Echoes of Christmases Past Blend With Present
LA Times   
Dec 13 '99
(KROQ's Almost Acoustic Christmas concert - Dec 11 '99)

by Steve Hochman

At KROQ's eclectic Almost Acoustic holiday show at Pond, emotionally rewarding performances by Fiona Apple, Oasis share bill with antic Blink-182, Rob Zombie.

OK, we've gotten used to the KROQ Almost Acoustic Christmas shows being not even almost acoustic. Of the acts at the 10th annual edition Saturday at the Arrowhead Pond in Anaheim, only the somber, serious Tori Amos' solo piano set qualified. 

And we've learned not to expect a lot of explicit seasonal spirit. Indeed, on this night only class clowns Blink-182, of all people, featured an actual Christmas song, getting the crowd to sing "Silent Night" with the lights all turned off in a rare seemingly sincere moment for the trio.

But a KROQ Almost Acoustic Christmas that seemed light on the KROQ? 

Well, if KROQ-FM (106.7) is the station of the moment, the 11 acts on the bill were not really a reflection of what the outlet is playing right now. With its airwaves dominated by the aggressive hip-hop/hard-rock fusion of such current testosterone stars as Limp Bizkit and Kid Rock, who would have expected this show to have that realm--represented by 311 with its rock, rap and reggae mix--outnumbered by Brit-rockers (Oasis and Bush) two to one, and by female acts (Amos, Fiona Apple and frothy ska locals Save Ferris) three to one? 

The fact was that--with Beck's postmodern soul revue also a standout--the richest and most emotionally rewarding music of the night came from those areas, with Oasis making a dynamic return and Fiona Apple and Amos reaching deep within themselves. 

Oasis' appearance was particularly heartening, and even heartwarming. Seemingly on the verge of self-destruction and having diminished in popularity even at home in England with its last album, "Be Here Now," the most successful Brit-rock act since the Beatles, also recently suffered two member defections on the eve of the February release of its fourth album. So seeing the Gallagher brothers on stage looking hale and hearty was a great sign. 

And though they played only familiar songs, there was a new energy and punch to the live presentation, notably in the forceful bass of new member Andy Bell, with the opening song "Make It Happen" having an almost T.Rex-like kick. Singer Liam Gallagher still wanders to the stage's side or sits looking bored when he's not performing, but it didn't seem the divisive stunt it once did. 

Apple never looked bored in her set, which was marked by abandoned, hair-flinging dancing that added to the sultry confessions of her pop-noir. Notorious for getting flustered easily (a radio station concert appearance last week fell apart due to a few technical difficulties), Apple on Saturday seemed determined to get through anything. With her second album, "When the Pawn . . . ," just released, she's maturing into a distinctively winning performer, with this brief appearance a promising foretaste of her own full shows to come.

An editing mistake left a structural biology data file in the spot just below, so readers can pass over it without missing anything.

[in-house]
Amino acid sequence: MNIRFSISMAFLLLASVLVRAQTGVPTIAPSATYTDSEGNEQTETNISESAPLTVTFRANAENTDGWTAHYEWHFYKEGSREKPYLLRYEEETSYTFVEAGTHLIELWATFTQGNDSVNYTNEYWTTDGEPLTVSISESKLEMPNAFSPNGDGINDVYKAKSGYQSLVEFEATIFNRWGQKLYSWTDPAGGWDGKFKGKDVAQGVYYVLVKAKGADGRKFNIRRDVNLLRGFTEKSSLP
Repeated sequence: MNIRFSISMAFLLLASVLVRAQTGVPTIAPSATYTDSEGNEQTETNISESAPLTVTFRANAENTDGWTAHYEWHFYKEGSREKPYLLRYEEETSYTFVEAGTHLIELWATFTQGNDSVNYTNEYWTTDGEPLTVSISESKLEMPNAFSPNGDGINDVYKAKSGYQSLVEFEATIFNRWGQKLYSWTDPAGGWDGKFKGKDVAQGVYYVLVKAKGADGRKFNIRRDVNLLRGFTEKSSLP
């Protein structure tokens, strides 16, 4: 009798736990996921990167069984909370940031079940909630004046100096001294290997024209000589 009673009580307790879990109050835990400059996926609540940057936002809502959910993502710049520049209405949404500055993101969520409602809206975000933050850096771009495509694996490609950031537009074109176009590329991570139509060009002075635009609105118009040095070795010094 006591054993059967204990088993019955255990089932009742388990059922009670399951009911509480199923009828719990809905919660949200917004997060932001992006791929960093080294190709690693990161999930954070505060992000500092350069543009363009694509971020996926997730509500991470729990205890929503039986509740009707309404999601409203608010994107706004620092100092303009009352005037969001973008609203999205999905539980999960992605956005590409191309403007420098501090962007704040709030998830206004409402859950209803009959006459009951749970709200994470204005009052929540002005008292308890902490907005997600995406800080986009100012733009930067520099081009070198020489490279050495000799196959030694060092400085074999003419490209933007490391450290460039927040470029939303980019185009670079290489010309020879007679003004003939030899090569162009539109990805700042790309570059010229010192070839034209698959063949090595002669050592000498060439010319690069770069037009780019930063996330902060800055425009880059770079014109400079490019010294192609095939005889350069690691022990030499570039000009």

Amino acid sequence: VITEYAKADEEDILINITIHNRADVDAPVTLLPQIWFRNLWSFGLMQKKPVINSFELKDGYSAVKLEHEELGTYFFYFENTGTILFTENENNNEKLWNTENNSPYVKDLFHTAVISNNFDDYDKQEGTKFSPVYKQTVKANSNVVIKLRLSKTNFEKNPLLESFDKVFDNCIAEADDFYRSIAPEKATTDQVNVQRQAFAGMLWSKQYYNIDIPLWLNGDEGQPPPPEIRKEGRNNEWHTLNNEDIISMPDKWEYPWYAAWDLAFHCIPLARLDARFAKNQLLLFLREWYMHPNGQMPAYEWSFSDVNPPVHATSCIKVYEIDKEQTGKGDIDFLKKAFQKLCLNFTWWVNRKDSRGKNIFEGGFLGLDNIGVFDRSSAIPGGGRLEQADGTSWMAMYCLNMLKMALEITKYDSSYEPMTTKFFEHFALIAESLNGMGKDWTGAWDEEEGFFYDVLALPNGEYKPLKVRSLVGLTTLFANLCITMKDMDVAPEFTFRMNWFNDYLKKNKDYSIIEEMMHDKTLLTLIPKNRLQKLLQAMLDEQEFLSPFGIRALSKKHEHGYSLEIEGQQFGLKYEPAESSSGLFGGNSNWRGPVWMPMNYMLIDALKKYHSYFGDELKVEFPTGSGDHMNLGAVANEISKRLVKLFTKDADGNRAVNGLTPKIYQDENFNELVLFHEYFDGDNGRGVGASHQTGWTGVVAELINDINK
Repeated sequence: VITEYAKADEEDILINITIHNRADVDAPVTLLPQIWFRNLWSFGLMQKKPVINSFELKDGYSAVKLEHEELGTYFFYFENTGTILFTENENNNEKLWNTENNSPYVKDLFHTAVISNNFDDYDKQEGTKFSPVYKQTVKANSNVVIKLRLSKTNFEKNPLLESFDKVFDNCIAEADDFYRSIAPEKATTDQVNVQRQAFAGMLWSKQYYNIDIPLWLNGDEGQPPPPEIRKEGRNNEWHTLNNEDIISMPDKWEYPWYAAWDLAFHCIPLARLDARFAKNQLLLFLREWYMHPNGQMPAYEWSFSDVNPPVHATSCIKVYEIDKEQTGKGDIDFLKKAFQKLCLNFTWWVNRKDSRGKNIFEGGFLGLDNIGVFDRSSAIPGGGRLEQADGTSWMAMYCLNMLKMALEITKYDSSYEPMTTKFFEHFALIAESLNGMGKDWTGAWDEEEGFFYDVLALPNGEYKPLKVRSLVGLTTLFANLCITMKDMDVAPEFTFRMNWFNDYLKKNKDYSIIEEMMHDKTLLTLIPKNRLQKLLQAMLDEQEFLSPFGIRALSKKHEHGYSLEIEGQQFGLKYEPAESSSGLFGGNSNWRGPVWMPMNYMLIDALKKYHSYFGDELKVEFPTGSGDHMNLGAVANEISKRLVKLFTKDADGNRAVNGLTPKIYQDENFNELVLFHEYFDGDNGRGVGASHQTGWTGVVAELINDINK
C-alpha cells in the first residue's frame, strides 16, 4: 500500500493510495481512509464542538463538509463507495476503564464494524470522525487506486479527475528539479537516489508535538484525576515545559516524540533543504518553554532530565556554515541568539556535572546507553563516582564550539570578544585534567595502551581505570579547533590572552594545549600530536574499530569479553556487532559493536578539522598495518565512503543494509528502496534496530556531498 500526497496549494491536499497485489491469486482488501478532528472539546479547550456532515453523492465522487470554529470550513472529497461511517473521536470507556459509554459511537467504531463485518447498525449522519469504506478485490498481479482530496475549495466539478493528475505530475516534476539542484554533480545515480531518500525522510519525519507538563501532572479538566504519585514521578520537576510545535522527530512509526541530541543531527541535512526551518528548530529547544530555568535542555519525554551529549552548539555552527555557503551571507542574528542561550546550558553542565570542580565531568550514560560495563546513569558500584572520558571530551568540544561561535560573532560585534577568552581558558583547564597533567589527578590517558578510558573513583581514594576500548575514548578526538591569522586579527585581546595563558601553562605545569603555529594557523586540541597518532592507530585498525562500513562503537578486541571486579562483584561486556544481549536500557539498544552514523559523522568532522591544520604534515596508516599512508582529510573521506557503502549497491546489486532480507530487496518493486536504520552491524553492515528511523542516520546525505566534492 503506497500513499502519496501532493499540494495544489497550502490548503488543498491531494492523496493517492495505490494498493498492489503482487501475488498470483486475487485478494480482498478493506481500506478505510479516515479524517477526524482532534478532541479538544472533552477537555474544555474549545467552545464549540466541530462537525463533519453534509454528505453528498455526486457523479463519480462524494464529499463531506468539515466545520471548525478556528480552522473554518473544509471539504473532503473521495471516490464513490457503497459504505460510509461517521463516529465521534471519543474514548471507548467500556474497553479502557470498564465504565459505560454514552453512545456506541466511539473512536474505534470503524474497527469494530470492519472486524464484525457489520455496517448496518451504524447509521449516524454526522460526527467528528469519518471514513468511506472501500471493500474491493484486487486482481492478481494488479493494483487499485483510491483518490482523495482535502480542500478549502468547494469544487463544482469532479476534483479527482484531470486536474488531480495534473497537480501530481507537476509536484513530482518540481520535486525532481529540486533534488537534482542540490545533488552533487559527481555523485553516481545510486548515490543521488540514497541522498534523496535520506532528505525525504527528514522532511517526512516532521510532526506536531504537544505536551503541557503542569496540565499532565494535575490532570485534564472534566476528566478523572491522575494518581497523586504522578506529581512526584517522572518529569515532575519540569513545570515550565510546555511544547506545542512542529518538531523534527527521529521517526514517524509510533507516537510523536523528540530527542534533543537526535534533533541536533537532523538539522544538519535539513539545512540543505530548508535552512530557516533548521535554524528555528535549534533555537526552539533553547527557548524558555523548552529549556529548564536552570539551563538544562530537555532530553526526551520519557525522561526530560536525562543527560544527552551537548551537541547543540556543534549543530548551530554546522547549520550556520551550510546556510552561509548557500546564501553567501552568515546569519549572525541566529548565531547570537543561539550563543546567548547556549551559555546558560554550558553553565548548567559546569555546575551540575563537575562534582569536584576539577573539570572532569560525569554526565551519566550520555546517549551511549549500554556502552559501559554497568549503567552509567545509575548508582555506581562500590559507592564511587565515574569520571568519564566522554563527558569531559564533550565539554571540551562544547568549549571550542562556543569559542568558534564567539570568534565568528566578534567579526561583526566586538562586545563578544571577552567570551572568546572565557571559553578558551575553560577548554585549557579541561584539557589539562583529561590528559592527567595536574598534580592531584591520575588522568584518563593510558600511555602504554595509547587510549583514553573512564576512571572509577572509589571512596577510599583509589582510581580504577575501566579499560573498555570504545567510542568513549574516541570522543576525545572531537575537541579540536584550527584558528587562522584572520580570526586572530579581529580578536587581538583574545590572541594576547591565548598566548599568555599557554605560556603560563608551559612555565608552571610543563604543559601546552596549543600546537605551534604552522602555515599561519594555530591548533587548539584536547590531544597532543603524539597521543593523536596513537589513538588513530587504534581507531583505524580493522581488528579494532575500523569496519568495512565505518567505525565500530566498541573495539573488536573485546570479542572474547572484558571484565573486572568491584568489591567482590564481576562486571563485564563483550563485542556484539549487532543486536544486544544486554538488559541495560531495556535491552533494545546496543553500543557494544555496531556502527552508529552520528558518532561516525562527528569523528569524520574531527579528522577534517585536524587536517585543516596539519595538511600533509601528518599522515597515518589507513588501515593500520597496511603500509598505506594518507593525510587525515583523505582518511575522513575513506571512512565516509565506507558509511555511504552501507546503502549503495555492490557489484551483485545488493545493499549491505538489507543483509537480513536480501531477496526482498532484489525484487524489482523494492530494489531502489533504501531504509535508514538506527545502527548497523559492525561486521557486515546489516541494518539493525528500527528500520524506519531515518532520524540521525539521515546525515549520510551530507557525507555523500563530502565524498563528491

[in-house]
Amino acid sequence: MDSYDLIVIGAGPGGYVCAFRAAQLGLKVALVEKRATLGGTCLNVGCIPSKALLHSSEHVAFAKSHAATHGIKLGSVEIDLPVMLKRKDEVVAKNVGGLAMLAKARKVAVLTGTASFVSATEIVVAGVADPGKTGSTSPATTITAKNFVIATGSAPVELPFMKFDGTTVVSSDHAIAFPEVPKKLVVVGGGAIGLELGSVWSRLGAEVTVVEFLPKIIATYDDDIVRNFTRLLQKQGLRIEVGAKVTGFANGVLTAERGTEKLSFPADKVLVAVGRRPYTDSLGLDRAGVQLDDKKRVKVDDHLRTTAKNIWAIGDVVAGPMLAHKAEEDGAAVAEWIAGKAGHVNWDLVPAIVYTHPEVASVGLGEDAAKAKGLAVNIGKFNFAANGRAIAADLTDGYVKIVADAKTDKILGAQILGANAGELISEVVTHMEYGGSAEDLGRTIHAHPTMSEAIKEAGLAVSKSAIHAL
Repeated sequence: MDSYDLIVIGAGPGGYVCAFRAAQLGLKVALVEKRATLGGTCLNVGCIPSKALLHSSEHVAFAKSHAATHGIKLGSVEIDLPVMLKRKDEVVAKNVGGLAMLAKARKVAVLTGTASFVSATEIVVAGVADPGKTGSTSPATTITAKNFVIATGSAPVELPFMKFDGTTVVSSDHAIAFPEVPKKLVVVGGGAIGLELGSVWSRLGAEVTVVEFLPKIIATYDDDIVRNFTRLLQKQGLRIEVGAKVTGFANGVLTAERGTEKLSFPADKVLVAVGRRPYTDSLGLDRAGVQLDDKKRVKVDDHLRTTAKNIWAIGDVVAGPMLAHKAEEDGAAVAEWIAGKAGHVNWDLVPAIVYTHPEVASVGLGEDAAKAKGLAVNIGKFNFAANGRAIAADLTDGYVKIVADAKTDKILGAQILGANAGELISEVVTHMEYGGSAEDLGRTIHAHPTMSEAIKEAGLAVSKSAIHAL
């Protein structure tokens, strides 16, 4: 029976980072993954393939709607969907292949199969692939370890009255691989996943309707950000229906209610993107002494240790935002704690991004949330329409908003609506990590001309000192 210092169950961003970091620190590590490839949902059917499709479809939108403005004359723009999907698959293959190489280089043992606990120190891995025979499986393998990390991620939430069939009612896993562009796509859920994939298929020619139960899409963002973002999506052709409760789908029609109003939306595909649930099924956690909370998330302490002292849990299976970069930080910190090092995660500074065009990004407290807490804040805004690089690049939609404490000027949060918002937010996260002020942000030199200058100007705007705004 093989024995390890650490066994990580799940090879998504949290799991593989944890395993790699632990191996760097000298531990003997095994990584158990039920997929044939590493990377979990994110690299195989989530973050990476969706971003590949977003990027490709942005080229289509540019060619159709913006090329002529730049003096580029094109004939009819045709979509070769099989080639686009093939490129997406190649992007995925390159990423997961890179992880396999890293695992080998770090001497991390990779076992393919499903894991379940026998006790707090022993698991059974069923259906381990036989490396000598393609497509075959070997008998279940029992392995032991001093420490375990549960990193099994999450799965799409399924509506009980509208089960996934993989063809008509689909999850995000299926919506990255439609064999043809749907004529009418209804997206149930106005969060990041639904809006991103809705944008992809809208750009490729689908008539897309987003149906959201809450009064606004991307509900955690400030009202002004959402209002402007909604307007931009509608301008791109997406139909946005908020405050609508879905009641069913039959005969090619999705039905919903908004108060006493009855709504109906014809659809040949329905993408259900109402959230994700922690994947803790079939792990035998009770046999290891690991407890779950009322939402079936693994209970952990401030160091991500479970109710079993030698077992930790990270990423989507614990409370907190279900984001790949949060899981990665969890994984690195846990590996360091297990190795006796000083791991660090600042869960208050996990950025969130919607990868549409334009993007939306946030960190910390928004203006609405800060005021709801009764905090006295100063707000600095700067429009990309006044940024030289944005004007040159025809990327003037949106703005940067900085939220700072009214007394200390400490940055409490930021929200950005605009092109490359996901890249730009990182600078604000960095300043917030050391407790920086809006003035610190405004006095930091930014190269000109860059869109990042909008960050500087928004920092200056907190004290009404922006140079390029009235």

* * *

Amos has never been shy. Following a solid set of neo-power pop by former Nirvana drummer Dave Grohl's Foo Fighters, the singer kicked her segment off--pointedly, perhaps?--with her languid version of Nirvana's essential "Smells Like Teen Spirit." Her own material, notably the woman-awakening ballad "Silent All These Years," remains powerful and personal, transcending the quirky mannerisms of her breathy delivery and the art-consciousness of her classical-romantic constructions. 

These artists weren't the most enthusiastically embraced performers of the night--that honor went to goofy punk-punsters Blink and fright-nightmarish Rob Zombie. (In soot-smudged Santa suits, he and his band created the disconcerting image of Charles Manson disguised as St. Nick). 

Blink and Zombie certainly earned the audience's devotion. They're supreme entertainers with their loose wit and intense showmanship, respectively--variations on a mix best termed smart-stupid. And they are clearly acts of the moment for the KROQ audience. 

But KROQ management is just plain smart. Aware that moments pass and trends will change, they don't want to paint themselves in a corner, so rather than repeating the U.S. guy-rock tone of last summer's Weenie Roast festival, they broadened the horizons for the winter event. 

They didn't exactly go out on a limb with unknowns. If not all the acts on the bill are current KROQ faves, they have been in the past. Only evening opener Powerman 5000, fronted by Zombie's younger brother Spider One and offering B-movie sci-fi themes rather than Zombie's B-movie horror spectacles, is a relatively new presence on the station. 

Still, even if the acts came largely from the recent past, the message was one for the near future, a signal to fans who may not be totally devoted to the current sounds that they're still welcome at the KROQ hearth. 

Now that's Christmas spirit.